I'm Not an Anti-Vaccer BUT....(Part 2 of 2)

So we've talked about why you might have some reservations about vaccinating your baby right at birth. Now let's talk about the next steps and what you can do to make the vaccination process a little easier to swallow.

There are 4 main Risk Factors that you need to think about when considering pushing vaccines:

  • Are you formula feeding?
  • Will your child be in daycare?
  • Will your child be cared for by a smoker?
  • Will you be traveling internationally?

If you answered YES to any of those questions, you should consider vaccinating your child at birth. If you don't have any of those risk factors, you can usually push vaccinations until 6 months to a year without complications. These risk factors up Baby's chances on contracting a disease that they would have been protected against. Being in daycare and international travel exposes your child to way more germs than if they are primarily in your care, in your home. Just like if you were going to be traveling internationally and need specific vaccines, your child needs that protection as well.  

Being breastfed is your child's greatest defense if you decide to push vaccinations. A mother's milk has antibodies that are specific to what your child needs. This helps to fight off a lot of illnesses in the first few months of your child's life. A mother's immunity equals a baby's immunity. This is great considering that a mother can get certain vaccines (and her body is able to handle them better than Baby) and she passes that protection along to her baby. For example, a mom can protect her baby from Pertussis - or Whooping Cough - by getting the vaccine herself. Don't get discouraged if you're not breastfeeding though! The DTP vaccine is one that even non-nursing moms AND dads can get and their baby still has a greater chance of being protected.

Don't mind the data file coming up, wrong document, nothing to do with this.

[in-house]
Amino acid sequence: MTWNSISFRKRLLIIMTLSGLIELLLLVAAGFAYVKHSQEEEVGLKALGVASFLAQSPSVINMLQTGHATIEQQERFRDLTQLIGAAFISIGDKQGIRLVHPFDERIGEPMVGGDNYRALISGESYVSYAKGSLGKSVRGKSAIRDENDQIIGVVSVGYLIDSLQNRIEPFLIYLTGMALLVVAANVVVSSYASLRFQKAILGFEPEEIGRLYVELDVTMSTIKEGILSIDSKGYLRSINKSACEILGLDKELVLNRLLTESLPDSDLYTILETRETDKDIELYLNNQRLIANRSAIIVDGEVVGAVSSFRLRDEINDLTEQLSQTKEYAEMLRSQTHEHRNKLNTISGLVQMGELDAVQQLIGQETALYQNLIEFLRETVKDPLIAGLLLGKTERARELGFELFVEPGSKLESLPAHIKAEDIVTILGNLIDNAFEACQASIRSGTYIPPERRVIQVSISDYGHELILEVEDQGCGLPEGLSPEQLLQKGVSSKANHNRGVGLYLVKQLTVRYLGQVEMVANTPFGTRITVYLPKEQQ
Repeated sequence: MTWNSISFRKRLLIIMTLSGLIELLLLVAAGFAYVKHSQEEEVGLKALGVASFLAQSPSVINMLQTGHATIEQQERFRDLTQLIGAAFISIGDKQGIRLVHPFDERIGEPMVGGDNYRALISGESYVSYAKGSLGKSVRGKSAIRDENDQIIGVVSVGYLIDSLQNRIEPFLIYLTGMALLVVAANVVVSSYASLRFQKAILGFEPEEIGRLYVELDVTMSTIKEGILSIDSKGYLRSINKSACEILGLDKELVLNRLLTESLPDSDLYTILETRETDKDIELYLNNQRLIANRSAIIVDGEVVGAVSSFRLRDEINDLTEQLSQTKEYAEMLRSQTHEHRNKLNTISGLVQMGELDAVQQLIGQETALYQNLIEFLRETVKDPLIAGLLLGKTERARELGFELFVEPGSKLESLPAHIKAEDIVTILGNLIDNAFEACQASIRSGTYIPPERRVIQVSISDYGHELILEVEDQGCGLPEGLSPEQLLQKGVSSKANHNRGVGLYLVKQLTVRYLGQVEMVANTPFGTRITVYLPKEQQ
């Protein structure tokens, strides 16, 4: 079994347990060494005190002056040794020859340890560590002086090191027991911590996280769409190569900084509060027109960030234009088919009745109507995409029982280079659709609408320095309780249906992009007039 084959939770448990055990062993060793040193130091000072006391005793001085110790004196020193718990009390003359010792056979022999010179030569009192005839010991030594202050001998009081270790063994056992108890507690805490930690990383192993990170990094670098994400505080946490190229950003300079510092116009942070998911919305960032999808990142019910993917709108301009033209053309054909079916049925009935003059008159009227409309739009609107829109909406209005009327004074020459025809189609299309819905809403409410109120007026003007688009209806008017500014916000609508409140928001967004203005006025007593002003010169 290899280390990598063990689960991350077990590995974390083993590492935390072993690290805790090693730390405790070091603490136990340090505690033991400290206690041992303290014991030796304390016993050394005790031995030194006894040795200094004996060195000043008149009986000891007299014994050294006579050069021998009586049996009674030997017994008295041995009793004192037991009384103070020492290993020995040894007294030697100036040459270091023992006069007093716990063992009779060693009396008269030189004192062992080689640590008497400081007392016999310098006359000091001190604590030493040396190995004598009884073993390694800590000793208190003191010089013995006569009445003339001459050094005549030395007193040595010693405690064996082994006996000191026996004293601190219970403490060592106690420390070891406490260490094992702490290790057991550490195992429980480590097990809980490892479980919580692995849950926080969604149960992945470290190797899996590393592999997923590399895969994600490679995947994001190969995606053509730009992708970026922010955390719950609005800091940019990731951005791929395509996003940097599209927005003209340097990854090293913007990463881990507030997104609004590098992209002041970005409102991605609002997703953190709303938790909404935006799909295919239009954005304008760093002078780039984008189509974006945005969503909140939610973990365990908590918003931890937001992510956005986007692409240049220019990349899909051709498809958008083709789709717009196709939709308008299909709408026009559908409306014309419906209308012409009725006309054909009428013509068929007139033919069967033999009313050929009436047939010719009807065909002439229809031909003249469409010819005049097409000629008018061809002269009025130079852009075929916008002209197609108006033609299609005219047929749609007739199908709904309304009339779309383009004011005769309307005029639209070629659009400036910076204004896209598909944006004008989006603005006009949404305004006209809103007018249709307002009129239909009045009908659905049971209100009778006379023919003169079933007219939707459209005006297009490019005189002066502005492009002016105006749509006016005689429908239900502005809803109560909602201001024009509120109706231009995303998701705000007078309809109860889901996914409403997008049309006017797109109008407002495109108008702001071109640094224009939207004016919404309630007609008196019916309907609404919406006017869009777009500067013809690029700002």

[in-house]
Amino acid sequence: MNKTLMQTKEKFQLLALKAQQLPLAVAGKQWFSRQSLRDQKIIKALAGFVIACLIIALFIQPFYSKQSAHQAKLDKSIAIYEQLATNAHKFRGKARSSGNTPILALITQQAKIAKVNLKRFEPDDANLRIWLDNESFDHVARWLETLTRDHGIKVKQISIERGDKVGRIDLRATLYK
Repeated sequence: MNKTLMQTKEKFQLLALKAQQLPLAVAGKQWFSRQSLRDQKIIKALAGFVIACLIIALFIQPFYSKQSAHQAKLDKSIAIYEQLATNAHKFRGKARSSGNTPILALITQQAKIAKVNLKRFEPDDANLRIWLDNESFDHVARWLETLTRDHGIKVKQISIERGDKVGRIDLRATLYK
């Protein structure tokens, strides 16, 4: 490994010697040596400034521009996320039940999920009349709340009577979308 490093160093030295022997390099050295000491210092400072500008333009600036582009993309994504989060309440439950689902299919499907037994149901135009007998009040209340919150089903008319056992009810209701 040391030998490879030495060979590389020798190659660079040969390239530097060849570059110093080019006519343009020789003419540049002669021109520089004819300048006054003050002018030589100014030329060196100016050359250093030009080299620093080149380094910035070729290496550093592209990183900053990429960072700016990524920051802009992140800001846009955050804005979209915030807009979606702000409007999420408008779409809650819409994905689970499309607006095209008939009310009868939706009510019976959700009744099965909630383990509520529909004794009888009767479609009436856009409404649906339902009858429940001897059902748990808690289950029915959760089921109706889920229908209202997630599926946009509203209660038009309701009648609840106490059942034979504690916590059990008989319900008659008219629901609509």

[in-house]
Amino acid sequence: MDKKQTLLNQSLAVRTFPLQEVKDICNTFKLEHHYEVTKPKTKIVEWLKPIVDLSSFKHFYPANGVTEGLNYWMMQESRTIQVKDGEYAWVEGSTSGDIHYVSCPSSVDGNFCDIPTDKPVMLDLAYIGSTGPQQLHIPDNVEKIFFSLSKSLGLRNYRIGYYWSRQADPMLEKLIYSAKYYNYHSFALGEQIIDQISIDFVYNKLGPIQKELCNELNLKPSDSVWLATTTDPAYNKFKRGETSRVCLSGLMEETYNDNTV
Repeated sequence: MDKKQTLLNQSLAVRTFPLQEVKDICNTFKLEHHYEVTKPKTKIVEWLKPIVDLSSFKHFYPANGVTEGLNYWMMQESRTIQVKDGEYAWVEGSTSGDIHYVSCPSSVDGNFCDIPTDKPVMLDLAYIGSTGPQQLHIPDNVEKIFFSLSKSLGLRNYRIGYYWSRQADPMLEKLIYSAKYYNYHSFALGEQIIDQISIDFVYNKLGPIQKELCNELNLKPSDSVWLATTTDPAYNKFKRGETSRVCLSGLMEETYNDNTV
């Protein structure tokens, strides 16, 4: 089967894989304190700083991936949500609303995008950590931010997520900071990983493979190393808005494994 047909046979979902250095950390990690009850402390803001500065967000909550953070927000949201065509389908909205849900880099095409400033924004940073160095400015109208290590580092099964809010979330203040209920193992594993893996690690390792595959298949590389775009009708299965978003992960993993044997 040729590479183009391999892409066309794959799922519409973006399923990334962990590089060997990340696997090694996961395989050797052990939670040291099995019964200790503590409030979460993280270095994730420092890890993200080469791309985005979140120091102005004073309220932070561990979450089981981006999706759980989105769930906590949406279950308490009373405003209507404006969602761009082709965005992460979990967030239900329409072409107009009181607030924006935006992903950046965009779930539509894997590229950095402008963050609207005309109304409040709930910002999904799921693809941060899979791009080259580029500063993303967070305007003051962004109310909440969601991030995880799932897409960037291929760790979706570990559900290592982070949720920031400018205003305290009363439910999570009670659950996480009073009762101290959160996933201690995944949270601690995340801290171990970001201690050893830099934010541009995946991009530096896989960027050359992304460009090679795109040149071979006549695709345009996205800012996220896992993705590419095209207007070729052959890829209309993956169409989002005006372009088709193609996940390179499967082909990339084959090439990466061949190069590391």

You also want to talk about pushing vaccines with your pediatrician. Before settling on a doctor that we liked, we talked with her about her feelings about pushing vaccines. It was important that we not have arguments or feel shamed every time we took Baby to the doctors. We were lucky to find a doctor who was honest about not being onboard with not vaccinating completely but felt comfortable with pushing the vaccines and was willing to work with us to make that happen safely for Baby. Open communication is key! You can also talk with your doctor and see if they would be willing to only give one vaccination at a time instead of multiple so that your child's system doesn't get too overwhelmed. 

When getting vaccinated, make your child as comfy as possible. See if the shot can be administered while you're feeding them and make sure your baby isn't having an off day to begin with. If you feel like your child is having a hard time with sleeping or eating on that particular day, push the vaccine for the next day when your child is more likely to be tolerant of the discomfort. Also understand that Baby will have some side effects after being vaccinated. They might be super sleepy or cranky. All of this is normal! However if your child starts to vomit or have trouble breathing, call your doctor! They might be having an allergic reaction.

Vaccines are a hard topic. Every parent wants to make the right decision and there's A LOT of information out there to bombard new parents. It can be overwhelming - believe me! It took me several days to write yesterdays post since I had to reference and cross reference and weed out and double check every single piece of info. I get when parents want to just put their faith in their doctor and go with the vaccination flow. Hopefully though, you've taken away some new insights, some new possibilities, and some good information. Whatever you decide to do know that you're doing the best that you can and that's all that anyone can ask for!

What are your thoughts on vaccines? Have you considered pushing them until 6 months of age?